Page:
Engineers commonly use cellular materials to reduce weight without impacting strength or stiffness. For instance, honeycombs are a natural example of such structural lattices. The geometry of the building blocks determines the structural properties of these lattices. Recently, researchers have become particularly interested in the development of auxetic metamaterials. Auxetics are a special class of cellular materials that have a negative Poisson’s ratio — that is, the cells become wider perpendicular to the direction they are stretched. This seemingly simple behavior has a profound impact on how materials can be used in applications that require deformation. Because of their unique behavior, auxetic lattice materials are useful in biomedical applications, sportswear, and body armor, as they also tend to express excellent energy absorption and flexibility.
However, bulk engineering materials rarely possess this property, so researchers must identify cellular designs and processes that exhibit negative Poisson’s ratios through the use of geometry. Currently, engineers manually design unit cell geometries by iteratively altering the connectivity to tune behavior. One of the most common methods of manufacturing these cellular structures is by using additive manufacturing, also referred to as 3D-printing. During the design process and before fabrication, the cellular structures are simulated to see how close the design is to achieve the intended behavior. However, calculating the mechanical properties of many proposed structures requires long computation times, which limits methods to identify novel cellular geometries with negative Poisson’s ratios.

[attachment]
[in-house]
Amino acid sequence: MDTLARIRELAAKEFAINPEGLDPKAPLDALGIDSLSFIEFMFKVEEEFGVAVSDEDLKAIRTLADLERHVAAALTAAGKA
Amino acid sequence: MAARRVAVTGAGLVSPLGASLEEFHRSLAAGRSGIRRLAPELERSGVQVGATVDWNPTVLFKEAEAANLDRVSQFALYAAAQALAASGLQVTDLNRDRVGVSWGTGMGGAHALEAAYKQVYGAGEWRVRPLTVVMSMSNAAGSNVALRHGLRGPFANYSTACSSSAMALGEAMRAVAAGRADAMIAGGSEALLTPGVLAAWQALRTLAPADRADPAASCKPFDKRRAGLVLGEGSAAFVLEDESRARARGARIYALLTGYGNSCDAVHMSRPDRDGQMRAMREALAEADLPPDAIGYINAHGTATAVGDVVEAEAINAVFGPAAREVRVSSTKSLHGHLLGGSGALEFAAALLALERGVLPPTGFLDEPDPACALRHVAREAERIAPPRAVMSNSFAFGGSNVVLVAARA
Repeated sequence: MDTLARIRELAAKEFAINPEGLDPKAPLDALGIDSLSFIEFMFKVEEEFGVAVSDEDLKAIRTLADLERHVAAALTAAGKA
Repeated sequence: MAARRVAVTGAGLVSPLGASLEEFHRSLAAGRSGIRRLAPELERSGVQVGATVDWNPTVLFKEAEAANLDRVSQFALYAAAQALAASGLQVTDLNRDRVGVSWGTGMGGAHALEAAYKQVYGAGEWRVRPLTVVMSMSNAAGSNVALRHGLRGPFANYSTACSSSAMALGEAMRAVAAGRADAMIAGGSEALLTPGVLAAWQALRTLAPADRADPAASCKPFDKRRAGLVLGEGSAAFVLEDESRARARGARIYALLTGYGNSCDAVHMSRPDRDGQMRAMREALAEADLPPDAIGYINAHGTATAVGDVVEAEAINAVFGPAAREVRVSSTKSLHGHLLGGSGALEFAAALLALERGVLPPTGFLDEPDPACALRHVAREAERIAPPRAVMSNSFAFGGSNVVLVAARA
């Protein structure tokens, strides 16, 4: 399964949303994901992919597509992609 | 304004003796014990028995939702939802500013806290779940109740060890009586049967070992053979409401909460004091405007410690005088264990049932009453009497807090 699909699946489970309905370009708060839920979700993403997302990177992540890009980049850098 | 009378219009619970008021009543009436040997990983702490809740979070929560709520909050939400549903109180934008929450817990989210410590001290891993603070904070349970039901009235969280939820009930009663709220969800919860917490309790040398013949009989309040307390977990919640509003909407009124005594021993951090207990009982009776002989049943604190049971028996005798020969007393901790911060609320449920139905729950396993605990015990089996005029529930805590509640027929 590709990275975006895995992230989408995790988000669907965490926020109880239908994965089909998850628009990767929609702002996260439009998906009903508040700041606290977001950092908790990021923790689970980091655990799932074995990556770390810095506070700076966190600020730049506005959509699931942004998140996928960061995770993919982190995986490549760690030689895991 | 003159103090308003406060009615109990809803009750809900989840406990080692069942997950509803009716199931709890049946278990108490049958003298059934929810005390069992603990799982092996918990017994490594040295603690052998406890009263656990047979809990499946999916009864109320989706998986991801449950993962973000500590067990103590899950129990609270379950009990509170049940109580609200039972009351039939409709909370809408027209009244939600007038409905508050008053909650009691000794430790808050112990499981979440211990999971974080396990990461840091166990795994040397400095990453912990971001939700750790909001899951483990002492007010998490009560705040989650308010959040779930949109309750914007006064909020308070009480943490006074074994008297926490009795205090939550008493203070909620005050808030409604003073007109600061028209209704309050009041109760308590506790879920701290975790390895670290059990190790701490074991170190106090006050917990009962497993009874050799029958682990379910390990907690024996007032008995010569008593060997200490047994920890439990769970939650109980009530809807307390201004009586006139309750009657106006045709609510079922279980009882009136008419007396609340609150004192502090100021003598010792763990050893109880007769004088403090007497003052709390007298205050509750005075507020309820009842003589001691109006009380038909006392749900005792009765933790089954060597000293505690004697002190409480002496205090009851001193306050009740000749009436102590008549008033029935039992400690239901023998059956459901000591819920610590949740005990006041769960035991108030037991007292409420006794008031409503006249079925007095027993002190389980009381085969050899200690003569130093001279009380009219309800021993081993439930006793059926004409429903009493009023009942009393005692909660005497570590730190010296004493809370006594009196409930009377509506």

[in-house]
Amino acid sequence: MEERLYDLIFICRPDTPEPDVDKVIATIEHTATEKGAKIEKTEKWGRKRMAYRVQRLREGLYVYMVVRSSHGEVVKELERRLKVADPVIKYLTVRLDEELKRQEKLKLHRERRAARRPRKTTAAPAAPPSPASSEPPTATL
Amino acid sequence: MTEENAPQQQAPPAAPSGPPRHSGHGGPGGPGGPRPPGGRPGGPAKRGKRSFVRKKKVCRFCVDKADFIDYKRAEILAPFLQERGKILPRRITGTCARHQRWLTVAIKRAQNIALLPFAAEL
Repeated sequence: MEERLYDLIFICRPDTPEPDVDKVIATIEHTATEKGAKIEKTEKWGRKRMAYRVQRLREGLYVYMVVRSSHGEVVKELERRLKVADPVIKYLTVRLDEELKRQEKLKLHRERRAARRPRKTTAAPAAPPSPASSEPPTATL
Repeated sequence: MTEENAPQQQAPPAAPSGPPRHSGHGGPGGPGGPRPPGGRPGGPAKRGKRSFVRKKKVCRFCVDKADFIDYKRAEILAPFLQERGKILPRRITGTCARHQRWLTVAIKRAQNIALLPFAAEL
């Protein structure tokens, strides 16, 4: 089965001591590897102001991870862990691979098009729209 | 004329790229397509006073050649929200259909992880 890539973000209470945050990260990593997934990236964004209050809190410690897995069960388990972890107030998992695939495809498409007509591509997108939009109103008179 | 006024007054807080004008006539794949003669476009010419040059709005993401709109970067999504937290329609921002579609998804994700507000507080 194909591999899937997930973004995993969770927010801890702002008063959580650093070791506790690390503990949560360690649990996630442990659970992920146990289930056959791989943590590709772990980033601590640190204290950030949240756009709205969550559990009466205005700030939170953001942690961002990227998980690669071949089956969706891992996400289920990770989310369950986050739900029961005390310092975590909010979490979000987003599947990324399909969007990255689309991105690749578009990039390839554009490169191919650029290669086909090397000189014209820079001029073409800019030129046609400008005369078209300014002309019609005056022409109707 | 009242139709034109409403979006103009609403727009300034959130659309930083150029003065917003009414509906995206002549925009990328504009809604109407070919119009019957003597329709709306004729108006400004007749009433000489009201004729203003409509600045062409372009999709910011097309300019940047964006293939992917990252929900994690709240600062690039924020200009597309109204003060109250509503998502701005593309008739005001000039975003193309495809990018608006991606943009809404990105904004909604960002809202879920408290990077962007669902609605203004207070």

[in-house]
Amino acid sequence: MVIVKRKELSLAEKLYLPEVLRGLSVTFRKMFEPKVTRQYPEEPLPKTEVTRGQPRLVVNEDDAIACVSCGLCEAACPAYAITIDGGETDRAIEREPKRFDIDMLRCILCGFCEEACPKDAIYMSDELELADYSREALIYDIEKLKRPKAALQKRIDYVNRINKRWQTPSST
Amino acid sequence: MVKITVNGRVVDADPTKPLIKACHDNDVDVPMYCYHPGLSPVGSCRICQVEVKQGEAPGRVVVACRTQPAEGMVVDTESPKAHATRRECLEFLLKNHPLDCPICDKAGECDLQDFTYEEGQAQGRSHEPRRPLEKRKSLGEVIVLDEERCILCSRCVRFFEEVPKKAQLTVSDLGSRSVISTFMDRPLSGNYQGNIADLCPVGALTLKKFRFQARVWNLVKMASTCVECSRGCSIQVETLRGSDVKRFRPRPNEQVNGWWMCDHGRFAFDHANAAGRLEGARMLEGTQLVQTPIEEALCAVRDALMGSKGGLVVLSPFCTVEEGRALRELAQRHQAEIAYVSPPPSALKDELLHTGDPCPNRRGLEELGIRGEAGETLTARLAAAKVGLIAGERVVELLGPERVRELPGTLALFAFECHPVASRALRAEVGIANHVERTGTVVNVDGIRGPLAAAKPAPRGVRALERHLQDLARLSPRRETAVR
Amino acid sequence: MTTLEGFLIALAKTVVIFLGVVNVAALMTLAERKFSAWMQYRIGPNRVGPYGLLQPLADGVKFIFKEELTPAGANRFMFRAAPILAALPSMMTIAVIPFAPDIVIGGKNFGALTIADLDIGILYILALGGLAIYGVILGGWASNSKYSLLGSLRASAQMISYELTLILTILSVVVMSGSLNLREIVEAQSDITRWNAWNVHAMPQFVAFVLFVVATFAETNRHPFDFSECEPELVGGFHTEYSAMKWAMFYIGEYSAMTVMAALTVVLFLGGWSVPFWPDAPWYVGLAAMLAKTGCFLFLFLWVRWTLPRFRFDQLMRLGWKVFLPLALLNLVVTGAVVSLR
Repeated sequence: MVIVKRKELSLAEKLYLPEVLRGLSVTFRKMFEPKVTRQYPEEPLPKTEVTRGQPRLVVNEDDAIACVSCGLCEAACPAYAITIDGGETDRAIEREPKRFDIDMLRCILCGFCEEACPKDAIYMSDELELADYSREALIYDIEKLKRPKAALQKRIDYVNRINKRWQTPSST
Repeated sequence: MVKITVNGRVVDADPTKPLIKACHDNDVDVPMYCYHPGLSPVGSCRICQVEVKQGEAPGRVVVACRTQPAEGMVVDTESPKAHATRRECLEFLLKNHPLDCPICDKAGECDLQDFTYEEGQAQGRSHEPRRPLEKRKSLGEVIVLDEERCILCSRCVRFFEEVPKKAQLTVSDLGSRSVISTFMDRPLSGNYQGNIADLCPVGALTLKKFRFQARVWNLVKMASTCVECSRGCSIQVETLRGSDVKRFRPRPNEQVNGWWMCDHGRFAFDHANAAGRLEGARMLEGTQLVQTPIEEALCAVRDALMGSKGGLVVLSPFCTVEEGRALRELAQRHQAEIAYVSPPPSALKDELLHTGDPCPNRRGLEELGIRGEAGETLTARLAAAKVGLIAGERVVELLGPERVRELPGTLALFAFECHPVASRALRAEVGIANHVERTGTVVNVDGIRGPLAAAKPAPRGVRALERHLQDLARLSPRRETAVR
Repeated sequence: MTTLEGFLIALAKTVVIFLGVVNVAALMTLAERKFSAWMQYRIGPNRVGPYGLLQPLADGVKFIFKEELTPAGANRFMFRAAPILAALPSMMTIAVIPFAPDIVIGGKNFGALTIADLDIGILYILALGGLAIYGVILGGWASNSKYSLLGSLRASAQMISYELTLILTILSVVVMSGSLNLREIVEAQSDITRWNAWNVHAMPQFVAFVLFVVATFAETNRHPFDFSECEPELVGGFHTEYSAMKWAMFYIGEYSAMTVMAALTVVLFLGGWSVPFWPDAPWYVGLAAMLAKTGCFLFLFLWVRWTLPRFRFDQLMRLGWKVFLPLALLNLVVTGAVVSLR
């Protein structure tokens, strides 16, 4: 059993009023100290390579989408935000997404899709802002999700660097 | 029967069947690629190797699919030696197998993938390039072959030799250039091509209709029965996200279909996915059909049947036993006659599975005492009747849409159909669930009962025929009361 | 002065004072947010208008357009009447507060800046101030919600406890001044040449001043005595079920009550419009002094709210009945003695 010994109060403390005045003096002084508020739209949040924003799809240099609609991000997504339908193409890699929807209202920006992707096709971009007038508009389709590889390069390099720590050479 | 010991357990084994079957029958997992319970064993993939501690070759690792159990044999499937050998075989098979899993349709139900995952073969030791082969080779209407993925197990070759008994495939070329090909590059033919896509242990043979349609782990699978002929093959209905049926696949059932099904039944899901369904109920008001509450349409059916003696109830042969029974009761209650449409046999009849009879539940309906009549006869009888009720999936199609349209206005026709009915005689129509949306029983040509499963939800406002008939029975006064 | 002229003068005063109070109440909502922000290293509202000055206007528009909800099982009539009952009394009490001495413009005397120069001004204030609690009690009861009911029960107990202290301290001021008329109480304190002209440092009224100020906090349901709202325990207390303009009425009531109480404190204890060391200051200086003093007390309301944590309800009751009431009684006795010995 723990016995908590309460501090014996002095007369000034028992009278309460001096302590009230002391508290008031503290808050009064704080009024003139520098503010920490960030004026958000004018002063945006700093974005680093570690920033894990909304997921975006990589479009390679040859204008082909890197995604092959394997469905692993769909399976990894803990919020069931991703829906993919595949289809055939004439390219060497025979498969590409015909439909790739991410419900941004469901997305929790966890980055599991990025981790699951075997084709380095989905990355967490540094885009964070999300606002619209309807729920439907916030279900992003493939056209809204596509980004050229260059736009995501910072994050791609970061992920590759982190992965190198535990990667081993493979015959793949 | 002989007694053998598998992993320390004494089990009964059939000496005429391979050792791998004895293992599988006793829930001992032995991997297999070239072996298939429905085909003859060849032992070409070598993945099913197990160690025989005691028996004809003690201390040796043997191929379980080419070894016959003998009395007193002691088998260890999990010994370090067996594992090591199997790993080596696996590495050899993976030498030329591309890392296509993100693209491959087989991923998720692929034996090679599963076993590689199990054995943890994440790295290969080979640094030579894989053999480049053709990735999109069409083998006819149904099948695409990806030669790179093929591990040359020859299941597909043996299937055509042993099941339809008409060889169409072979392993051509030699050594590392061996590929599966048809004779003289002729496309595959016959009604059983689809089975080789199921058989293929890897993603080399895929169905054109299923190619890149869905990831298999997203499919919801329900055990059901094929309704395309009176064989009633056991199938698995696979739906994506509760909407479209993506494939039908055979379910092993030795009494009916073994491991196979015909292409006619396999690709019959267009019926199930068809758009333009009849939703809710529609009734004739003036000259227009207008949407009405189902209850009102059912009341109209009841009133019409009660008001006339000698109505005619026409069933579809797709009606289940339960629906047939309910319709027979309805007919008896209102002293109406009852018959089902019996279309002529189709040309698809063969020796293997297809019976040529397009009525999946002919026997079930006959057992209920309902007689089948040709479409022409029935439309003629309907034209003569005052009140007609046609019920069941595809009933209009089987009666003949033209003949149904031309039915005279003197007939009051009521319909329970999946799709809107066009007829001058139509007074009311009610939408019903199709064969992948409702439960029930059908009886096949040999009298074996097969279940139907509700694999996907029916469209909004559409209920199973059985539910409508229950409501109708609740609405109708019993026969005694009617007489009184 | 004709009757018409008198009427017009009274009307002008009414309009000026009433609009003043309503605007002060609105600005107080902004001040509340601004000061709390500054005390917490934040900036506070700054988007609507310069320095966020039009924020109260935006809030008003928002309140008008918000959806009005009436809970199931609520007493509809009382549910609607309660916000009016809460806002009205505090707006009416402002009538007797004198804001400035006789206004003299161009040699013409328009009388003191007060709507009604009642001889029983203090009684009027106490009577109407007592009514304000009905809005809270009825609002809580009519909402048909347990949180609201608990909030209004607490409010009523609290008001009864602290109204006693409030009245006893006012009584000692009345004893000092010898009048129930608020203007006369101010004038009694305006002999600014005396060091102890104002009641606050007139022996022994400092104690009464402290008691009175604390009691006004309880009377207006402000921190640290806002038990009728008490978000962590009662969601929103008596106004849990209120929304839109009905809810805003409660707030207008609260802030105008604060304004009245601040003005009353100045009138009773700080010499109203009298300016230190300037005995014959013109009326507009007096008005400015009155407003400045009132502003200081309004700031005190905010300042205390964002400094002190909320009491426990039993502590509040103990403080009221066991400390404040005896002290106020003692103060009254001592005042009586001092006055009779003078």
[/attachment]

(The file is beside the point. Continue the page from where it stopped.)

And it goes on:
Now, researchers from UC Berkeley are utilizing deep learning to bypass iterative finite element simulations. Their deep learning model, which is adopted from computer vision and image processing techniques, is trained using previously generated simulation data to predict the deformation behavior of favorable designs.
“This work is really exciting because we use the same basic architecture of models as those used for image detection and facial recognition, but instead of predicting what images appear in a picture, we train the model to predict the deformation behavior of a unit cell geometry” said Charles Yang, one of the co-authors of the paper in which his team’s findings are reported in Advanced Engineering Materials.
“After generating these complex lattices computationally, additive manufacturing is used to fabricate the designs, allowing for rapid prototyping and iteration,” said Professor Grace Gu from the Department of Mechanical Engineering at UC Berkley.
The machine learning workflow highlights design processes for future materials engineering. However, researchers emphasize the practicality of the application and ideal outcomes for future research. “A promising future work can involve exploring machine learning methods to develop new analytical models for auxetics which can be invaluable to understand the physical basis of material systems.“ said Jackson Wilt, who is the first author of the study.
Kindly contributed by Grace X. Gu.